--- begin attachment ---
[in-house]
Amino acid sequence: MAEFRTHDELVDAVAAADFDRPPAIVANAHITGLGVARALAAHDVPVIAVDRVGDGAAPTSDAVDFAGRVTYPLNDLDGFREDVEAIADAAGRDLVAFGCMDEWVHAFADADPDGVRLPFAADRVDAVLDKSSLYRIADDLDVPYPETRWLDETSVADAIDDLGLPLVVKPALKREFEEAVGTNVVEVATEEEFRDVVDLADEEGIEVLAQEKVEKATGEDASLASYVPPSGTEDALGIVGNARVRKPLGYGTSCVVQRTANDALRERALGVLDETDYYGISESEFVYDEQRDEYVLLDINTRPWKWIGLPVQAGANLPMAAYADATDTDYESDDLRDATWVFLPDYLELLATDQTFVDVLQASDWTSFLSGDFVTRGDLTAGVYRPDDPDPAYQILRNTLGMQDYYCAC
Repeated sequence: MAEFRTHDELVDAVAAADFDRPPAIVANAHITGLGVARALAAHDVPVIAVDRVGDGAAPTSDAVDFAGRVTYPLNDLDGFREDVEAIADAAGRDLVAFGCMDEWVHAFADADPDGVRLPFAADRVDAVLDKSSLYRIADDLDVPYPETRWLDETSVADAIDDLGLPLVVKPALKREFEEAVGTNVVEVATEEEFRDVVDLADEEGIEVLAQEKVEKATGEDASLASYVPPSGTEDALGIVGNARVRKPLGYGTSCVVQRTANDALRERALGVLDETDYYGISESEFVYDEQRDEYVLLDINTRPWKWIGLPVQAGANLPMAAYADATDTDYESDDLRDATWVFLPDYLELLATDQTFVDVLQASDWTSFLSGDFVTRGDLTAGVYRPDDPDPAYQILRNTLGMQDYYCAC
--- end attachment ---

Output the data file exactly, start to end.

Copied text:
[in-house]
Amino acid sequence: MAEFRTHDELVDAVAAADFDRPPAIVANAHITGLGVARALAAHDVPVIAVDRVGDGAAPTSDAVDFAGRVTYPLNDLDGFREDVEAIADAAGRDLVAFGCMDEWVHAFADADPDGVRLPFAADRVDAVLDKSSLYRIADDLDVPYPETRWLDETSVADAIDDLGLPLVVKPALKREFEEAVGTNVVEVATEEEFRDVVDLADEEGIEVLAQEKVEKATGEDASLASYVPPSGTEDALGIVGNARVRKPLGYGTSCVVQRTANDALRERALGVLDETDYYGISESEFVYDEQRDEYVLLDINTRPWKWIGLPVQAGANLPMAAYADATDTDYESDDLRDATWVFLPDYLELLATDQTFVDVLQASDWTSFLSGDFVTRGDLTAGVYRPDDPDPAYQILRNTLGMQDYYCAC
Repeated sequence: MAEFRTHDELVDAVAAADFDRPPAIVANAHITGLGVARALAAHDVPVIAVDRVGDGAAPTSDAVDFAGRVTYPLNDLDGFREDVEAIADAAGRDLVAFGCMDEWVHAFADADPDGVRLPFAADRVDAVLDKSSLYRIADDLDVPYPETRWLDETSVADAIDDLGLPLVVKPALKREFEEAVGTNVVEVATEEEFRDVVDLADEEGIEVLAQEKVEKATGEDASLASYVPPSGTEDALGIVGNARVRKPLGYGTSCVVQRTANDALRERALGVLDETDYYGISESEFVYDEQRDEYVLLDINTRPWKWIGLPVQAGANLPMAAYADATDTDYESDDLRDATWVFLPDYLELLATDQTFVDVLQASDWTSFLSGDFVTRGDLTAGVYRPDDPDPAYQILRNTLGMQDYYCAC